It is Harry Potter’s sixth year at Hogwarts School of Witchcraft and Wizardry. As Voldemort’s sinister forces amass and a spirit of blood and fear sweeps the land, it becomes clear to Harry that he will soon have no choice but to confront his destiny. Summary from Back of UK Signature Edition
There are spoilers in this review. Some of these spoilers allude to the events in Deathly Hallows. I simply cannot do this book justice without discussing them. Read at your own risk.
Harry Potter and the Half-Blood Prince is my third favorite in the series. There is so much that happens in this book that affects the entire series that it can’t not be high up on my favorites list. But, I do have a love/hate relationship with it because of the ending. Dumbledore’s death affected me more than any other death in the series. I knew he’d die. In fact, I had long figured out he would because Harry had to face Voldemort alone. But, I didn’t realize how he’d die and that surprised me to the core.
I love the amount of romance in this book. I love the chaos it creates, even though Ron and Hermione spend a lot of the book pissed off at each other. I love the bond that Ron and Hermione gain from the chaos, though. I also love that Harry and Ginny end up together. It was the happiest moment in the book for me!
Snape stood out the most to me in this book, and for good reason, of course. He’s so involved in so many of the facets of this novel. Not only is he the Half-Blood Prince, he’s the one who kills Dumbledore. I was so angry when I first read it. I couldn’t even fathom that Snape was acting on Dumbledore’s orders. But, after I calmed down and started to form my theories of what would happen in Deathly Hallows, I finally decided that Snape had to be acting on Dumbledore’s orders. (I still didn’t like it, though.) Personally, I think Snape is the most complex, well-written character I’ve ever read. You second guess your feelings for him throughout the entire series, at least I did. You never know his motives until the end. But, knowing his motives now, I can say that I loved how he continued to teach/prepare Harry after Dumbledore’s death. Harry didn’t realize it, of course, but I thought it was a stroke of genius on Rowling’s part.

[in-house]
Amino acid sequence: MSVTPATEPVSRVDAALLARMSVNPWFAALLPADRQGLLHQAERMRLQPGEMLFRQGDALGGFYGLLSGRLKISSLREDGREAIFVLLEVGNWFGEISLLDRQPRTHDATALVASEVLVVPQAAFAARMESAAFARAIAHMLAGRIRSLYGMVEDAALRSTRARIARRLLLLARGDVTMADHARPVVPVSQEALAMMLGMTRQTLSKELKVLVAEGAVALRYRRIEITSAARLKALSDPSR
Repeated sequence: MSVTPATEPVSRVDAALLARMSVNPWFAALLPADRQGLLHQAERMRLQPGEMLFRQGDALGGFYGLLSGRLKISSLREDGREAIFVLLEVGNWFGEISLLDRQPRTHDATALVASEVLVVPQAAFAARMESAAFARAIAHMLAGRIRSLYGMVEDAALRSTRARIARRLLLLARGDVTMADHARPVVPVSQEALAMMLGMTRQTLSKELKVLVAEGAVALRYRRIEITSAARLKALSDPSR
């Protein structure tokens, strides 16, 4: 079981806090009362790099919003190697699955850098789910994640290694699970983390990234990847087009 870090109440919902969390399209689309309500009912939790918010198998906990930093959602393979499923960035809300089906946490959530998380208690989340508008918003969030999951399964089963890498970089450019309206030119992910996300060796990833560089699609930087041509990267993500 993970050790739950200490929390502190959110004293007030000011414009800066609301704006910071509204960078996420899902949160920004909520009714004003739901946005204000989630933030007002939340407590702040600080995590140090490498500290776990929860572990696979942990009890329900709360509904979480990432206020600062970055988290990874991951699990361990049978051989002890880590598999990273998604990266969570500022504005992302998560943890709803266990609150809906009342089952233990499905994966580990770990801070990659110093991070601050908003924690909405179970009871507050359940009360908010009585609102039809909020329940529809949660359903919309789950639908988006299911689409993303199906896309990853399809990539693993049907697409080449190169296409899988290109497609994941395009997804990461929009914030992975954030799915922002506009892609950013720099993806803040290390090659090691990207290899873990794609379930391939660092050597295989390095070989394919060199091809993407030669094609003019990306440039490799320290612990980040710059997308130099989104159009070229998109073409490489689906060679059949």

My favorite thing about this book is the amount of time Harry gets to spend with Dumbledore. I’ve always loved their little chats at the end of each book. And, this book is like one long, giant chat between the two of them. I love the insight we see into Dumbledore’s character. It almost prepared me for his death and what we learn about him in Deathly Hallows.
The Horcruxes are so interesting. I had never read anything like it. (Well, of course, I hadn’t; I wasn’t much of a reader when I first read this book. But, I still haven’t read anything like it.) They explained so much and yet so little (at least before Deathly Hallows). It showed so much of Voldemort’s true character. Before learning about the Horcruxes, you just think he’s this power-hungry wizard willing to do anything to usurp that power. But after, you realize that while he is power-hungry, he’s also quite vulnerable, afraid of death and those around him. You see his weaknesses so much more clearly.
Harry Potter and the Half-Blood Prince is the beginning of the end, in my opinion. You can’t read it without continuing on to Deathly Hallows. Both books are so interrelated to each other. The glimpse you get of how the series is going to end is so subtle and masterfully-crafted.